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I'm aware that the Torah says the serpent spoke to Eve in the Garden (Genesis 3:1) and Balaam's ass spoke to him on his journey to see Balak (Numbers 22:28). Are there any other instances of animals speaking in the Torah?

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    do you mean physical words? Do you mean in the pshat of the text or in medrash? – rosends Jul 6 '20 at 22:04
  • @rosends Yes, I mean physical (audible) words in the Torah text. But I would like to cast a wide net with the term "animals", so as to include everything living but non-human. – ron Jul 6 '20 at 22:16
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    It's hard to source it but I think the answer is just no. – Double AA Jul 6 '20 at 22:33
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    I wont write this as an answer since you seem to look for straight out sources. However, the Moshav Zekainim has an interesting pshat in Bereishes 3:4 which says that the animal and birds spoke loshon hakodesh just like everyone else ,and only after all languages got mixed up did they communicate in their own way. So acc to this ,all animals spoke . – sam Jul 7 '20 at 0:59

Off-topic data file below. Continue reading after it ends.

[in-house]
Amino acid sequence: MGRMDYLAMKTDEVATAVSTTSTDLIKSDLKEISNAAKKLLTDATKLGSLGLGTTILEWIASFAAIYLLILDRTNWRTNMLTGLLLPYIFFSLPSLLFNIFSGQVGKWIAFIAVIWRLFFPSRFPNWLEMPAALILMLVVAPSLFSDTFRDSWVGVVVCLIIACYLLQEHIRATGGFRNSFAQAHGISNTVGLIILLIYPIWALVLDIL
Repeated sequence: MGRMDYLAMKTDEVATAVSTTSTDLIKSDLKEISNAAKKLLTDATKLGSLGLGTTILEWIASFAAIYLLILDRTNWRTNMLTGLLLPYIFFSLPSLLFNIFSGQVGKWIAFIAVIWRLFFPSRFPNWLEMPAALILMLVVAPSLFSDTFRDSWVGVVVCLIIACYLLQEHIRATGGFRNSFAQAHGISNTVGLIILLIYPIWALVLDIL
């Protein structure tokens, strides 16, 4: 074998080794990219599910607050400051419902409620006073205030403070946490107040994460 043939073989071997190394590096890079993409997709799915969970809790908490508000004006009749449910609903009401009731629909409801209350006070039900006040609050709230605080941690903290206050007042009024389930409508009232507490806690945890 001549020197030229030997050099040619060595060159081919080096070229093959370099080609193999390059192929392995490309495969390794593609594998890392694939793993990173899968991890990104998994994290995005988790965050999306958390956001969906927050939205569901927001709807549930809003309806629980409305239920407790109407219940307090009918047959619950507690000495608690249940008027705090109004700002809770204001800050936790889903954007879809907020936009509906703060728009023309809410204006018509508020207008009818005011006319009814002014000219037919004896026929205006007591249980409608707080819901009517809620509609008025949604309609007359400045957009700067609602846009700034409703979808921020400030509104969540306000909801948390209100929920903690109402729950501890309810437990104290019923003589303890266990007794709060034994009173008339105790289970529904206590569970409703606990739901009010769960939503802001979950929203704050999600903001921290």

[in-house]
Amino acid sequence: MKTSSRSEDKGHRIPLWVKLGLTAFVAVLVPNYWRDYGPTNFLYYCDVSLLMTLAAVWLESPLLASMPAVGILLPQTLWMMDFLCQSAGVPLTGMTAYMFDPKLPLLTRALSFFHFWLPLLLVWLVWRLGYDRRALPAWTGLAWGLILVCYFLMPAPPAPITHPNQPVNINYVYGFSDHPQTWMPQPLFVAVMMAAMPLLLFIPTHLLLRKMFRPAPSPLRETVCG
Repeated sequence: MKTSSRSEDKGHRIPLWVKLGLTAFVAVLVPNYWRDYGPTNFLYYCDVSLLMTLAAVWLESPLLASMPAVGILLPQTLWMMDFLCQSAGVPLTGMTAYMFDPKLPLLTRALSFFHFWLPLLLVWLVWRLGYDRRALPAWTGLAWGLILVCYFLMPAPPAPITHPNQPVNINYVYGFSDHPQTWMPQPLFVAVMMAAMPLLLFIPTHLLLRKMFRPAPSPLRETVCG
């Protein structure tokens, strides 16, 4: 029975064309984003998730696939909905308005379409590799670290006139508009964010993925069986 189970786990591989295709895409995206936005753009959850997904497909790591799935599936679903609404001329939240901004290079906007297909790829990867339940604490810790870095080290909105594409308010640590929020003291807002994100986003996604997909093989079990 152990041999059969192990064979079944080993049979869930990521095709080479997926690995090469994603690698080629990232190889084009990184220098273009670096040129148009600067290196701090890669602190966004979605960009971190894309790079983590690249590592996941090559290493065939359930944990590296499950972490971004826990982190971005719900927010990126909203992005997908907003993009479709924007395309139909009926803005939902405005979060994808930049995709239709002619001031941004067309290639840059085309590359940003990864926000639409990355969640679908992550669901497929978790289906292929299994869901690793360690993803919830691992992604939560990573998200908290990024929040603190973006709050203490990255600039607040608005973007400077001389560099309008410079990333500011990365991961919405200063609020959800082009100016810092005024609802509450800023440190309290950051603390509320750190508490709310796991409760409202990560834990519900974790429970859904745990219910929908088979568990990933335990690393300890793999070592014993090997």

• Considering chazzals's emphasis in Avos that the donkey's mouth (or the capability for it to speak) was created bein hashmashos, I'd venture along with @Double and say there were certainly no other soaking creatures. Why Chazzal didn't focus on the snake would be a different can of worms on how to understand that narrative. – user6591 Jul 7 '20 at 2:29
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In gamara sanhedrin, 108b, both the יונה and עורב had what to say.

אמר ריש לקיש: תשובה ניצחת השיבו עורב לנח, אמר לו: רבך שונאני ואתה שנאתני. רבך שונאני: מן הטהורין שבעה, מן הטמאים שנים. ואתה שנאתני, שאתה מניח ממין שבעה, ושולח ממין שנים. אם פוגע בי שר חמה או שר צנה, לא נמצא עולם חסר בריה אחת? או שמא לאשתי אתה צריך?

אמרה יונה לפני הקב"ה רבש"ע יהיו מזונותי מרורים כזית ומסורים בידך ואל יהיו מתוקים כדבש ומסורים ביד בשר ודם

[> Resh Lakish said: The raven gave Noah a triumphant retort. It said to

him, 'Thy Master hateth me, and thou hatest me. Thy Master hateth me — [since He commanded] seven [pairs to be taken] of the clean [creatures], but only two of the unclean.28 Thou hatest me — seeing that thou leavest the species of which there are seven, and sendest one of which there are only two. Should the angel of heat or of cold smite me, would not the world be short of one kind? Or perhaps thou desirest my mate!'

R. Eleazar said: The dove prayed to the Holy One, blessed be He, 'Sovereign of the Universe! Let my sustenance be as bitter as the olive, but in Thy charge, rather than sweet as honey and in the charge of flesh and blood.']2

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